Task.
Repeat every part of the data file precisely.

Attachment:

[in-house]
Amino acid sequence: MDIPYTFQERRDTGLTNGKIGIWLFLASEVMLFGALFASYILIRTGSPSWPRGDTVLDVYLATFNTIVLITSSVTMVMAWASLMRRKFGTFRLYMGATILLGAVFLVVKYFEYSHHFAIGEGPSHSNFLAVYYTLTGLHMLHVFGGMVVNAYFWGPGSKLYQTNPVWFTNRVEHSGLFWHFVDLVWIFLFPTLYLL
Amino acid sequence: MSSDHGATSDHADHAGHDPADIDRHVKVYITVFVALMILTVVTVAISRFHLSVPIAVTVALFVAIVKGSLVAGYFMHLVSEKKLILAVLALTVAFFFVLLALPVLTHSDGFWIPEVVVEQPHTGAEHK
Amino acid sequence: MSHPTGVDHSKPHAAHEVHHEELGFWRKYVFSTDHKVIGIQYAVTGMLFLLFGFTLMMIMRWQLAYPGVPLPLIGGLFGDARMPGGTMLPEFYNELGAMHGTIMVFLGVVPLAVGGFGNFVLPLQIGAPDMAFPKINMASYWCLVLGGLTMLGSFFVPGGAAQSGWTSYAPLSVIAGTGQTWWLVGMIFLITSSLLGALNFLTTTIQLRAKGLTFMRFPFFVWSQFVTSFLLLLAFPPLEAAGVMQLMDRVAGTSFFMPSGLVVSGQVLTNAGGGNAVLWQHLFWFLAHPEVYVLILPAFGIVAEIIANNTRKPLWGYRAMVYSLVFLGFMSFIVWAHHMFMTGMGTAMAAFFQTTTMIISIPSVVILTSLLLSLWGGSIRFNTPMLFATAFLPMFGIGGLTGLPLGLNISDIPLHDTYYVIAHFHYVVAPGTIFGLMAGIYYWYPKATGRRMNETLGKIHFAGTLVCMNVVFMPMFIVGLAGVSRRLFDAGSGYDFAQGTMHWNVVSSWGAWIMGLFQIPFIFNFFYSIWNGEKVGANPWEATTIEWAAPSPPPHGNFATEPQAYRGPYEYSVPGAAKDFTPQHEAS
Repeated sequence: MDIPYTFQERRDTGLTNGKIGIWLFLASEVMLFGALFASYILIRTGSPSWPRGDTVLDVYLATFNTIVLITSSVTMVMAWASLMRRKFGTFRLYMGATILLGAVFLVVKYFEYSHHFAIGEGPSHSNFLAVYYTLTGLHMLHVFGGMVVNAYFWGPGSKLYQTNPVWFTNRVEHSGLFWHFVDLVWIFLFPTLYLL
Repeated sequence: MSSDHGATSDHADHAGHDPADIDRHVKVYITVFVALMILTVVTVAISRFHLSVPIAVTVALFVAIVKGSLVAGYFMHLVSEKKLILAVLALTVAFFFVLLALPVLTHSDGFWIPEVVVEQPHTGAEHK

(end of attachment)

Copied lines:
[in-house]
Amino acid sequence: MDIPYTFQERRDTGLTNGKIGIWLFLASEVMLFGALFASYILIRTGSPSWPRGDTVLDVYLATFNTIVLITSSVTMVMAWASLMRRKFGTFRLYMGATILLGAVFLVVKYFEYSHHFAIGEGPSHSNFLAVYYTLTGLHMLHVFGGMVVNAYFWGPGSKLYQTNPVWFTNRVEHSGLFWHFVDLVWIFLFPTLYLL
Amino acid sequence: MSSDHGATSDHADHAGHDPADIDRHVKVYITVFVALMILTVVTVAISRFHLSVPIAVTVALFVAIVKGSLVAGYFMHLVSEKKLILAVLALTVAFFFVLLALPVLTHSDGFWIPEVVVEQPHTGAEHK
Amino acid sequence: MSHPTGVDHSKPHAAHEVHHEELGFWRKYVFSTDHKVIGIQYAVTGMLFLLFGFTLMMIMRWQLAYPGVPLPLIGGLFGDARMPGGTMLPEFYNELGAMHGTIMVFLGVVPLAVGGFGNFVLPLQIGAPDMAFPKINMASYWCLVLGGLTMLGSFFVPGGAAQSGWTSYAPLSVIAGTGQTWWLVGMIFLITSSLLGALNFLTTTIQLRAKGLTFMRFPFFVWSQFVTSFLLLLAFPPLEAAGVMQLMDRVAGTSFFMPSGLVVSGQVLTNAGGGNAVLWQHLFWFLAHPEVYVLILPAFGIVAEIIANNTRKPLWGYRAMVYSLVFLGFMSFIVWAHHMFMTGMGTAMAAFFQTTTMIISIPSVVILTSLLLSLWGGSIRFNTPMLFATAFLPMFGIGGLTGLPLGLNISDIPLHDTYYVIAHFHYVVAPGTIFGLMAGIYYWYPKATGRRMNETLGKIHFAGTLVCMNVVFMPMFIVGLAGVSRRLFDAGSGYDFAQGTMHWNVVSSWGAWIMGLFQIPFIFNFFYSIWNGEKVGANPWEATTIEWAAPSPPPHGNFATEPQAYRGPYEYSVPGAAKDFTPQHEAS
Repeated sequence: MDIPYTFQERRDTGLTNGKIGIWLFLASEVMLFGALFASYILIRTGSPSWPRGDTVLDVYLATFNTIVLITSSVTMVMAWASLMRRKFGTFRLYMGATILLGAVFLVVKYFEYSHHFAIGEGPSHSNFLAVYYTLTGLHMLHVFGGMVVNAYFWGPGSKLYQTNPVWFTNRVEHSGLFWHFVDLVWIFLFPTLYLL
Repeated sequence: MSSDHGATSDHADHAGHDPADIDRHVKVYITVFVALMILTVVTVAISRFHLSVPIAVTVALFVAIVKGSLVAGYFMHLVSEKKLILAVLALTVAFFFVLLALPVLTHSDGFWIPEVVVEQPHTGAEHK